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June 22, 2009

Ferret Narc Seeks Out Evils


The University of Sheffield is in the midst of creating a robotic narc. This "ferret" uses lasers and fiber optics to find drugs, weapons, explosives and illegal immigrants! (Do you suppose it checks for a green card?) The 30cm long cargo sniffing bot will be placed in a container at airports or seaports and relay information as it moves inside. Sensors can detect evil drugs and carbon dioxide, which indicates a human. Funded by the Engineering and Physical Sciences Research Council, the prototype will be tested in about 2 years and ready for work in about 5 years.

Via University of Sheffield

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June 16, 2009

IDF Develops Explosive Carrying Snakebot

Watch out. The next robotic snake you see may blow itself up. Developed mostly for surveillance, the IDF (Israeli Defense Forces) 2 meter long snakebot can send audio and video and raise itself up to check out the war scene. Covered in camouflage, it can slither around tunnels, caves, buildings and cracks while being controlled via laptop. It was meant to find those who are buried under collapsed buildings, but in case the enemy's robotic hawk finds it first, it can self-destruct with its packed explosives.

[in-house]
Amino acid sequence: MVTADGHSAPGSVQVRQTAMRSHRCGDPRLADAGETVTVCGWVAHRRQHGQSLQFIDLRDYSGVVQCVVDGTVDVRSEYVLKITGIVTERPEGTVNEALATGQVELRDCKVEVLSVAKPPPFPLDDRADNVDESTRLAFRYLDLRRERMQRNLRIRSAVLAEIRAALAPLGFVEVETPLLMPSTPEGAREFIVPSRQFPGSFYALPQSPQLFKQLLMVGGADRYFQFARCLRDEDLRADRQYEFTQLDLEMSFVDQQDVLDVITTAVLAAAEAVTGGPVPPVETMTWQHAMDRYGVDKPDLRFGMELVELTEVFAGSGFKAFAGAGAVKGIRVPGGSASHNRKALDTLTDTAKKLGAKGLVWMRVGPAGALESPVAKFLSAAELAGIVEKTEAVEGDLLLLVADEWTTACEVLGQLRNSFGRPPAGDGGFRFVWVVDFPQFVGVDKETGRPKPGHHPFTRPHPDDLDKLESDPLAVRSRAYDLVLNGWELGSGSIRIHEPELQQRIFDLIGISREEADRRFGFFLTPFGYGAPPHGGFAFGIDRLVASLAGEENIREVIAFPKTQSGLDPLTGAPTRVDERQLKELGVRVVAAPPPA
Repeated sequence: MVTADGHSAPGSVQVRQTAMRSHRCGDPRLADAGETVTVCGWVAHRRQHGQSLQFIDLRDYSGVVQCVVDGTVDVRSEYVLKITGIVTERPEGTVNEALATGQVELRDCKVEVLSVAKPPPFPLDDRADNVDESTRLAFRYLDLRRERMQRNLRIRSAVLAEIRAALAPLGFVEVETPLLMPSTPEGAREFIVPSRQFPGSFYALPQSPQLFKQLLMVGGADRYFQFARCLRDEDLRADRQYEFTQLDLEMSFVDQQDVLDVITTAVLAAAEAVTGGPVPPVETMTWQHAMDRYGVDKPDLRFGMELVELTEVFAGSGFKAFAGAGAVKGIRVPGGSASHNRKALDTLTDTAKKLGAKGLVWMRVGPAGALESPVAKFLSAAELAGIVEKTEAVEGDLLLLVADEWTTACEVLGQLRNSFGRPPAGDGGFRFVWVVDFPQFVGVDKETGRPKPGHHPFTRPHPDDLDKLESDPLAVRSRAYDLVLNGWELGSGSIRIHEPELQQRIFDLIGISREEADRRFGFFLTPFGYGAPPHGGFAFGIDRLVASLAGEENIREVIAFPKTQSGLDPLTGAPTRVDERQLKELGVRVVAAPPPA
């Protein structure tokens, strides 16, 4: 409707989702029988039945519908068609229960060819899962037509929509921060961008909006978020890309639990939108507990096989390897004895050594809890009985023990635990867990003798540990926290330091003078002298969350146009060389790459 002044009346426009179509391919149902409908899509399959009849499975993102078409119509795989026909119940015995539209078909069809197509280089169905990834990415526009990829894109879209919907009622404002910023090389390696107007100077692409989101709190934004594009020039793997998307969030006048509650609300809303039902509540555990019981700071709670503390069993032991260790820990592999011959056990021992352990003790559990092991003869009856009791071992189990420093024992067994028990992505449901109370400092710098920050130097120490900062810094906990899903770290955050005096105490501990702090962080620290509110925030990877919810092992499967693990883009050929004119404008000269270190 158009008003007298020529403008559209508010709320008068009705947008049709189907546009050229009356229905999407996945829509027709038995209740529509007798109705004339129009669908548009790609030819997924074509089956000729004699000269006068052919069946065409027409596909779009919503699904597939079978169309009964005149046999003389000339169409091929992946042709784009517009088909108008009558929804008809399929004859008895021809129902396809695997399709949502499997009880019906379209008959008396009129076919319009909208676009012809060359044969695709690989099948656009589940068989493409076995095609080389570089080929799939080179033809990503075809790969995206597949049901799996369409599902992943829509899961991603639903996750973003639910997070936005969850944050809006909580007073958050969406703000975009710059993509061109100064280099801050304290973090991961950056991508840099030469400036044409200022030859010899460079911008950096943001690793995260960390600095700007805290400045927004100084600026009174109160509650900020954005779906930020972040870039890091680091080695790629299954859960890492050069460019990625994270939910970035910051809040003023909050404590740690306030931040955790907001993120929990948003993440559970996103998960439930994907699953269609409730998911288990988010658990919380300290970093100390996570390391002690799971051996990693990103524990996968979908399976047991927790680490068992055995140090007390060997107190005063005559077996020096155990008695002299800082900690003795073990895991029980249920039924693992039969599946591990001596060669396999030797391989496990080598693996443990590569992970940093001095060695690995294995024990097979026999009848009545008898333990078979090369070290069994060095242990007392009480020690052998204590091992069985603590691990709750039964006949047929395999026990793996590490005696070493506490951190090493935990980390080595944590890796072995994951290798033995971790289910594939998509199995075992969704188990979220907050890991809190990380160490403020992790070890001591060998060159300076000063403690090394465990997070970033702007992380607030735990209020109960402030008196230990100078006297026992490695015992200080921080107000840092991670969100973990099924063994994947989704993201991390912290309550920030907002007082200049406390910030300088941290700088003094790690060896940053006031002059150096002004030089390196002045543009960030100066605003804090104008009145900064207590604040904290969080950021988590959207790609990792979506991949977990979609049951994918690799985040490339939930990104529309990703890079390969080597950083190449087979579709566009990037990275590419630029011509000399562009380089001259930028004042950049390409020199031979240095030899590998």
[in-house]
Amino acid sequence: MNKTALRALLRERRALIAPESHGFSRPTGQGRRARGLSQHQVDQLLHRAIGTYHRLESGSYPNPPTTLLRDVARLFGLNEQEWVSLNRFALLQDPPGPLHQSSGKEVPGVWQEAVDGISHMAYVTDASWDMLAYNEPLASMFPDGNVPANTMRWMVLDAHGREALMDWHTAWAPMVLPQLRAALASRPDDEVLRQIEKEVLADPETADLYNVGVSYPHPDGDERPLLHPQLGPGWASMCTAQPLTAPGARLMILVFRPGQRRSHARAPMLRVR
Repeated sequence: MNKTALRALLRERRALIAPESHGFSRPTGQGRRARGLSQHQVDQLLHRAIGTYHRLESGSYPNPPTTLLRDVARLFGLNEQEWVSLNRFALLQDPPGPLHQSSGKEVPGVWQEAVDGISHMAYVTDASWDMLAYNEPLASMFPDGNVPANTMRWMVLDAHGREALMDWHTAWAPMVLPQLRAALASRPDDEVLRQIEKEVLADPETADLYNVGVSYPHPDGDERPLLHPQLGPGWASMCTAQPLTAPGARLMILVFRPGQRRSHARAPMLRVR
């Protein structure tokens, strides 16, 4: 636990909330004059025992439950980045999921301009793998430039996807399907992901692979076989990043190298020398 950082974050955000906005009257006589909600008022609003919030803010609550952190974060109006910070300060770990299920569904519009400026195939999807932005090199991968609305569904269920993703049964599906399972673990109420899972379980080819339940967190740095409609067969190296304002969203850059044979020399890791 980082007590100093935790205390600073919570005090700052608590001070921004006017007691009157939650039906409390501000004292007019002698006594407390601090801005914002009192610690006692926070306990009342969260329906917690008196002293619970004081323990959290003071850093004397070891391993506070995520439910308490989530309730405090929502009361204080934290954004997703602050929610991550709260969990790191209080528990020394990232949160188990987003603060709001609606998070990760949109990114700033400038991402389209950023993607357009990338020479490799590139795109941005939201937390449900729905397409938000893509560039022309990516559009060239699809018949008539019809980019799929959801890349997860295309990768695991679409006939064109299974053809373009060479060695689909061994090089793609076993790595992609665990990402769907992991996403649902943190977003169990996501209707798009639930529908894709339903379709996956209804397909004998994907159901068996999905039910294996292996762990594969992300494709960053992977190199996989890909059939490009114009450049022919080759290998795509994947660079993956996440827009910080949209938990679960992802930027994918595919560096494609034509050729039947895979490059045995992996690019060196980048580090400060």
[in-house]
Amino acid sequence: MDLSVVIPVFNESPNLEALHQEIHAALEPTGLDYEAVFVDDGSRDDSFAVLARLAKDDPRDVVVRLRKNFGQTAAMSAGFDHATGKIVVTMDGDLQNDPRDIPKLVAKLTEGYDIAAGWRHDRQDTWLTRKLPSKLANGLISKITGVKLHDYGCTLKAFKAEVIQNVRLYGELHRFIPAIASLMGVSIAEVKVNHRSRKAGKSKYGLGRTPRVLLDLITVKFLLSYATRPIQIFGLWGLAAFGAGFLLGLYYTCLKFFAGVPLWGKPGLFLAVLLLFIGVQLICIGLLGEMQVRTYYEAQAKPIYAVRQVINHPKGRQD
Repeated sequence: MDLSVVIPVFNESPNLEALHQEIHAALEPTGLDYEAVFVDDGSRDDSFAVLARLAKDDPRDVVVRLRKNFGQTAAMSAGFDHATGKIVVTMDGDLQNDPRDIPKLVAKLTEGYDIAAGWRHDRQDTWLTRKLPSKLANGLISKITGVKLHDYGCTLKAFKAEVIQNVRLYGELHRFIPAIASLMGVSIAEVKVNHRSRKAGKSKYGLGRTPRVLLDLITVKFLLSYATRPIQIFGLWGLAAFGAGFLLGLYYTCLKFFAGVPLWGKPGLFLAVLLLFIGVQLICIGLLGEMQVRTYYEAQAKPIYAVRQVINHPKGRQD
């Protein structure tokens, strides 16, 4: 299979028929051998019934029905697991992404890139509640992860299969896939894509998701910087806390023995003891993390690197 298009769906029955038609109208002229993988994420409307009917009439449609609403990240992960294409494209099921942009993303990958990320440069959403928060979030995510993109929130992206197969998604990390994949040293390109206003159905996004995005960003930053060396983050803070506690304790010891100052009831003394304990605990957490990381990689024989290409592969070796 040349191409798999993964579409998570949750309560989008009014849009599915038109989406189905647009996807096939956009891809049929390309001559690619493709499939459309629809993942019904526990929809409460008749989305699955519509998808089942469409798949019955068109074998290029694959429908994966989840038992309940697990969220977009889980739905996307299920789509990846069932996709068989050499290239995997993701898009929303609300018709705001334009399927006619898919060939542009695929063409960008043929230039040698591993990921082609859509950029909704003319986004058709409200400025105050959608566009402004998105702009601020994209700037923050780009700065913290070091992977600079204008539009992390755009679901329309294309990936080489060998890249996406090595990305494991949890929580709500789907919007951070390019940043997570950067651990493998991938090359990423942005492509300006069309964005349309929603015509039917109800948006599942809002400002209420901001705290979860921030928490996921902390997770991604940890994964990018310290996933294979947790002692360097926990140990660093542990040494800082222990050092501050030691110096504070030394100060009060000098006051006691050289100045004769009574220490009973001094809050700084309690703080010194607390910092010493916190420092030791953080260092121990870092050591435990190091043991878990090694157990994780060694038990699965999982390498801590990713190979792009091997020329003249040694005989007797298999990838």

Via Jerusalem Post

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June 11, 2009

DARPA Self Creating Robots


DARPA has yet another project, this one downright spooky. Just as in nature, SELF (the Self-Explanation Learning Framework) is so far only a proposal but it entails having robots that can take part in their own construction, and perhaps repair themselves when needed.

Via The Register

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June 4, 2009

US Army to Spawn Petman


There is always a new move from DARPA and the military when it comes to robotics. This time it is Petman, a humanoid that can stand and walk and react like a human. The Army, who claims Petman is BigDog's big brother, will be using him to test chemical protection clothing. When an agent is released the robot simulates human responses within the suit such as sweating, temperature control and humidity. The robosoldier should be ready by 2011. Maybe by that time, he won't be necessary.

Via Gizmo Watch

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June 1, 2009

Soldiers Bond With Robots

Defense analyst at the Brookings Institution Peter (aka P.W.) Singer recently wrote the book "Wired for War: The Robotics Revolution and Conflict in the 21st Century." In it he claims that soldiers tend to bond with robots such as Packbots and Talon robots. He says that some will risk their own lives for their bots and that some have given them promotions, Purple Hearts and military funerals. We thought all this sounded a bit farfetched until we saw him on the "Late Late Show" with Craig Ferguson last week.

Via P.W. Singer